How to Write an Opinion Column That Takes No Position WhatsoeverS

Richard Cohen is (for some reason) employed as a professional opinion columnist by the Washington Post. He is paid to write columns—featuring his own opinions—about the issues of the day. This is the entirety of his job. Yet Richard Cohen has a wondrous talent possessed by few in his rarefied sphere: he can write an entire opinion column with zero actual opinion.

The "Stop and Frisk" policies of the NYPD are a contentious issue. Where does Richard Cohen fall? Nowhere. Here's how.

1. Open with a paragraph summarizing the arguments on both sides.

New York Mayor Michael Bloomberg has a new kind of crime statistic. It is not the astoundingly low number of murders committed in his fair city - 471 in 2009 vs. about 2,000 per year in the 1980s - but murders not committed in the last decade: 5,600. Those people are alive today by the grace of God and the policing policies of the Bloomberg administration, particularly what is known as stop-and-frisk. New York City is heaven on earth possibly because it is a certain kind of hell for young black and Hispanic men.

2. Then vacillate...

For all that effort, the results are paltry: 780 guns confiscated. To the mayor's critics, that shows there is something awfully wrong with the program.

3. And vacillate...

The proof in this case is not the number of guns seized but the number of bodies not taken to the morgue. Bloomberg has a point.


4. And vacillate...

Young black and Hispanic men constitute only 4.7 percent of the city's population, yet in 2011 they represented about 42 percent of all stops. For some critics of the program, this statistic is both damning and, as they say, dispositive: The program is racist on its face.

5. And vacillate.

But as Bloomberg - but not his critics - notes, blacks and Hispanics comprise 90 percent of all murder victims. The only people who don't seem to know this are certain politicians pandering for votes and the New York Times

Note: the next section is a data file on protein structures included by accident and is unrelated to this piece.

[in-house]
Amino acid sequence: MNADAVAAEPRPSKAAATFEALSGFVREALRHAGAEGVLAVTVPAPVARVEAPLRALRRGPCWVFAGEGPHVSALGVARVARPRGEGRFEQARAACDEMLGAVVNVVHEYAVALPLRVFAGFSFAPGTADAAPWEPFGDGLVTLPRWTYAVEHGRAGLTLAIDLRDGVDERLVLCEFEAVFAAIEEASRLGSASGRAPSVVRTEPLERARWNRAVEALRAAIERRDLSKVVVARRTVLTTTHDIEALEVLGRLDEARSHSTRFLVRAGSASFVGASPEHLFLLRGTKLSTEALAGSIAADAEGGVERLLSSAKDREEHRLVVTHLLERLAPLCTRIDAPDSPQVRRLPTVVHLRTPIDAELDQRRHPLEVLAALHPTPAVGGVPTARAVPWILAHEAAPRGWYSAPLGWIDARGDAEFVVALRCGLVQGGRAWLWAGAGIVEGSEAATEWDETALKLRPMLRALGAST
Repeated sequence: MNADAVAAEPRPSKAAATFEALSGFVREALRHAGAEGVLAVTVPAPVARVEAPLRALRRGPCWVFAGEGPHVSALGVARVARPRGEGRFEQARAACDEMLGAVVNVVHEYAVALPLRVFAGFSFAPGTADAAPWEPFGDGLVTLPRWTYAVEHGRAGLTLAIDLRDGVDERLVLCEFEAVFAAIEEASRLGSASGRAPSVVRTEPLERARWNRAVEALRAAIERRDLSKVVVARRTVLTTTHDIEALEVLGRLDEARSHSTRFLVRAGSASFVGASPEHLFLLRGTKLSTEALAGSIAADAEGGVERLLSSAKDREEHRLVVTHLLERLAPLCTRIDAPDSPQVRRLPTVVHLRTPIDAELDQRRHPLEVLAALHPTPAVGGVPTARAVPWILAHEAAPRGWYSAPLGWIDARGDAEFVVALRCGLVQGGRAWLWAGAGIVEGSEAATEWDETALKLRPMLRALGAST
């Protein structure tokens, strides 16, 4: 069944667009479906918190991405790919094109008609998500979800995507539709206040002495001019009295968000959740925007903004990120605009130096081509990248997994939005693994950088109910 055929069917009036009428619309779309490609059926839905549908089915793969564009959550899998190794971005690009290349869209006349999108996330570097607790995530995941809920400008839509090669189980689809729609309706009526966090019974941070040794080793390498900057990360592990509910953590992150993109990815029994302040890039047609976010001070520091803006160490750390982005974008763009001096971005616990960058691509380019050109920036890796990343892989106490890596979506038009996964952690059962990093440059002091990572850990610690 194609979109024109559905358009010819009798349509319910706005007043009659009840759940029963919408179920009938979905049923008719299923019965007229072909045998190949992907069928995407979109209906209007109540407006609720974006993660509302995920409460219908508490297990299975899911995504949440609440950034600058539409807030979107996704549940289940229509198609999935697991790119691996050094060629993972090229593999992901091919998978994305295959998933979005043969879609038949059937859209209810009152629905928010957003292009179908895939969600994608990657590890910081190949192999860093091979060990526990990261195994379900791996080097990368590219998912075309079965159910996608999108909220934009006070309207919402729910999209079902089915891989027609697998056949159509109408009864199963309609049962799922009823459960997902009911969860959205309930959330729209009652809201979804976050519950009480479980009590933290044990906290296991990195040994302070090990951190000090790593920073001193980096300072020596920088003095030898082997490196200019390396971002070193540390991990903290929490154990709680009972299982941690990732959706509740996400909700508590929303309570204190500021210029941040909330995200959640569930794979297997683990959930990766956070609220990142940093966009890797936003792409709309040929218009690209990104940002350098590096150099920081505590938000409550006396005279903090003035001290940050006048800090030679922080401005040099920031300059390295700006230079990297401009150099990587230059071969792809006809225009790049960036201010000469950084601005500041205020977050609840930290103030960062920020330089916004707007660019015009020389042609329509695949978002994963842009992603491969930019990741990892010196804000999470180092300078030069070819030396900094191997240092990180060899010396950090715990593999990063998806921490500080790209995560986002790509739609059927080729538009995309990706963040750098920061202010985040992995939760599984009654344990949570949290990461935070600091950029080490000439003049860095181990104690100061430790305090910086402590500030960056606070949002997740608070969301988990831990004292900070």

6. Be sure that anything that could be construed as a firm statement of belief is couched in a hypothetical, thereby neutralizing it.

I am neither young nor black (nor Hispanic) but if I were, I'd sure abhor stop-and-frisk.

7. Hastily rush to ensure readers again that you haven't forgotten the other side of the argument.

Still, the Bloomberg statistic resonates. New York City is largely crime-free (except for Wall Street), and that, as the number-crunching mayor is glad to tell you, is central to a robust economy.

8. Vacillate more.

Accusations of racism are hurled at those who so much as mention the abysmal homicide statistics - about half of all murders are committed by blacks, who represent just 12.6 percent of the population - and they come, more often than not, from liberals who advocate candor in (almost) all things. Others reply as if there are not basic questions of civil rights and civil liberties at stake.


9. Conclude by restating both opposing arguments.

The dangers of generalizations and of stereotyping should be obvious. So, too, are the dangers of crime and its pernicious effects on its victims - not just the immediate ones, but whole neighborhoods and, after a while, the whole city. The argument Bloomberg makes is a good one; so, too, is the one made by those who worry about the cost to racial and ethnic harmony of repeated and clearly enraging stop-and-frisks. This is an issue worthy of a full-throated debate, not recourse to censorious political correctness. All voices should be heard - including those of Bloomberg's 5,600.

10. Accomplish nothing.

[WaPo]